Other than misguided heteronormativity, where does transphobia come from? What arguments are used to support these outrageous behaviors? Sadly, many transphobic persons use the Bible to justify their discriminatory attitudes and behaviors.  They twist biblical passages to argue that God does not approve of transgender or transsexual persons or they even state that God does not love such people.  Exegetes in the transphobic camp tend to draw on passages that seem to speak of God’s intentional act of creation of each and every person.  They argue that a person’s sex and gender are a part of that creation. They argue that the first creation narrative, in which God creates humankind as male and female in the image of God, implies that God intends for people to stick with the sex they had at birth.[3]  Transphobic interpreters also turn to the Psalmist’s words to back up their arguments. The writer of Psalm 139 says of God: “For it was you who formed my inward parts; you knit me together in my mother’s womb.”[4]  These interpreters believe that God is intimately involved in our prenatal development, and so human beings have no right to do anything that would alter their bodies so wonderfully made by the Almighty. In these readings, the Bible becomes a tool for transphobic beliefs.

Yet is there another way understand God’s attitude toward transgender and transsexual persons in the Bible? Are there other ways of interpreting Scripture that queer our understanding of this issue? I posit that while people whom we consider to be transgender and transsexual may not appear in the Bible, there are other ways in which a queer reading provides a sense of God’s love and care for trans people.  With regard to the two transphobic readings discussed above, no Scripture serves as a direct reproach.  Yet we can queer the meanings of these texts by pointing out faulty theology.  The deterministic view of human development evident in these interpretations requires that God is intimately involved in every aspect of every embryo’s development, not just their gender. The conviction that God determines our sex and mandates adherence to that assignment logically implies that God chooses which embryos develop normally and which will be made to bear neonatal deformities or diseases.  Such a God seems harsh and unloving, and it is no wonder the transphobic interpretations are not usually run to their extreme ends.

Broadening our views on Scripture, perhaps there is hope in the case of biblical eunuchs. While eunuchs are not transgender or transsexual in the way these terms are commonly used, they are indeed men who have ceased to be fully biologically male. Either through choice or force, they have been castrated.  At several points, the biblical witness affirms that these trans men are welcome in God’s covenant community. Trito-Isaiah, in speaking of God’s welcome of all faithful people, writes:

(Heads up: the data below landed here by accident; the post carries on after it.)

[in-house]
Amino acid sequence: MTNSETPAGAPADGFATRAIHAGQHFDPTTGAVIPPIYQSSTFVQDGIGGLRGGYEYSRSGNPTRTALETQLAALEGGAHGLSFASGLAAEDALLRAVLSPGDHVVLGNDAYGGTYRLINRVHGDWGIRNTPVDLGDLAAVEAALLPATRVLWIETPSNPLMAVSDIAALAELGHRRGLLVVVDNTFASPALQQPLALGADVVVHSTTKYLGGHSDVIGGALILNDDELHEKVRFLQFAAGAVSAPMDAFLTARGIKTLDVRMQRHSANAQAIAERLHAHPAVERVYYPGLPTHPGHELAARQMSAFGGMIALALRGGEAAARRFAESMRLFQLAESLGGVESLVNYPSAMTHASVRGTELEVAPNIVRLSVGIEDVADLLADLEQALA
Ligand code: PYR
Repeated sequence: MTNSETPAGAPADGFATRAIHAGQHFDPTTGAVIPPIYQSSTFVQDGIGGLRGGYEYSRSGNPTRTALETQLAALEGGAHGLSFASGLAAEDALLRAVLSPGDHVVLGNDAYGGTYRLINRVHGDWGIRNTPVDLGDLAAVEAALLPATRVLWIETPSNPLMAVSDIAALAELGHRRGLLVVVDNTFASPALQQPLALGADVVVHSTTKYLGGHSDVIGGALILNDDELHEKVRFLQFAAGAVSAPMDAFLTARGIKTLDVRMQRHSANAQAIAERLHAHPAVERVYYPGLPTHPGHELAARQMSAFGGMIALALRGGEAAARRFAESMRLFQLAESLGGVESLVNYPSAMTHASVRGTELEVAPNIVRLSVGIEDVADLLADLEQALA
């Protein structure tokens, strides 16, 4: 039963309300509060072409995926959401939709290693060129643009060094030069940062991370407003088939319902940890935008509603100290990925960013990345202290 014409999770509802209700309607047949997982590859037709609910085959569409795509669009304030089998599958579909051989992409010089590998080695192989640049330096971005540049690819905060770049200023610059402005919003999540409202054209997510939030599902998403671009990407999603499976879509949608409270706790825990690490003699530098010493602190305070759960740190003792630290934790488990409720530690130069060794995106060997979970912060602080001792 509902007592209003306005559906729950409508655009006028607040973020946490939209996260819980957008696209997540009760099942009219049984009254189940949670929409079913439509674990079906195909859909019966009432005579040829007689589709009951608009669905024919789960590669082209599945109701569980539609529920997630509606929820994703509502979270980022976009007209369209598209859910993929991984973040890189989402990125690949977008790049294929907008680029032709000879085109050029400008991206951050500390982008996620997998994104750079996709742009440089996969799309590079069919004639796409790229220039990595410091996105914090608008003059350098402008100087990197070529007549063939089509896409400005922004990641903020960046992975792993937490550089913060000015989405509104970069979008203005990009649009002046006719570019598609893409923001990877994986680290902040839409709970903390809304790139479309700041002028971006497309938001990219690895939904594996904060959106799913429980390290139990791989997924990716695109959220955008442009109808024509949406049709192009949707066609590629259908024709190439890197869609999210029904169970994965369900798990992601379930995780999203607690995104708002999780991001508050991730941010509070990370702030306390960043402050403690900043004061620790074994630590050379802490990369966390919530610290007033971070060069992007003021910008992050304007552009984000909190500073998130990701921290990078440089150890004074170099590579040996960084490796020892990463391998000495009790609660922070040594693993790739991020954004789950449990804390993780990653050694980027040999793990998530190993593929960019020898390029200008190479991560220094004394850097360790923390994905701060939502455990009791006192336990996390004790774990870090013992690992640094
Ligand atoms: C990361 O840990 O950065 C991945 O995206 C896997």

“Do not let the foreigner joined to the LORD say, ‘YHWH will surely separate me from his people;’ and do not let the eunuch say, ‘I am just a dry tree.’ For thus says YHWH: To the eunuchs who keep my Sabbaths, who choose the things that please me and hold fast my covenant, I will give, in my house and within my walls, a monument and a name better than sons and daughters; I will give them an everlasting name that shall not be cut off.” (Isaiah 56:3-5; NRSV)


Not only are eunuchs welcome in God’s house; they are celebrated! Likewise, Philip welcomes the Ethiopian eunuch into the nascent Church. He goes on not only to live a Christian life but is responsible for the spreading of the gospel in his homeland![5] Trans people are thus not aberrations to God’s community but its vital members!

Thankfully, we can find a queer reading of Scripture showing that God welcomes and affirms members of the trans community. We must further give thanks that not all churches engage in transphobic behaviors.  In recent years, “Christian communities have begun to offer protective and blessing sanctuaries to transgender Christians.”[6]   These kinds of moves, such as welcoming trans persons into membership and providing safe places for them to seek shelter in times of need, are a public witness that often emboldens more trans people to enter the life of that faith community.[7]  Thankfully, there are witnesses in the Church who recognize that God’s grace extends to all people. Let us pray that their witness serves to help defeat the scourge of transphobia.


An anonymous student

[1] “transphobia, n.”. OED Online. March 2016. Oxford University Press. (accessed May 01, 2016).

[2] Mitch Kellaway and Sunnivie Brydum, “The 21 Trans Women Killed in 2015,” Advocate, January 12, 2016, accessed May 1, 2016,

[3] Cf. Genesis 1:27.

[4] Psalm 139:13, NRSV. N.B. This style of interpretation of this passage generally ignores the later statement that God forms human beings in the depths of the earth – clearly the writer of the Psalm does not have a scientific or consistent understanding of embryonic development and God’s place in it.

[5] cf. Acts 8:26-40

[6] James D. Whitehead and Evelyn Eaton Whitehead, “Transgender Lives: From Bewilderment to God’s Extravagance,” Pastoral Psychology 63, no. 2 (April 2014): 181.

[7] Ibid., 182.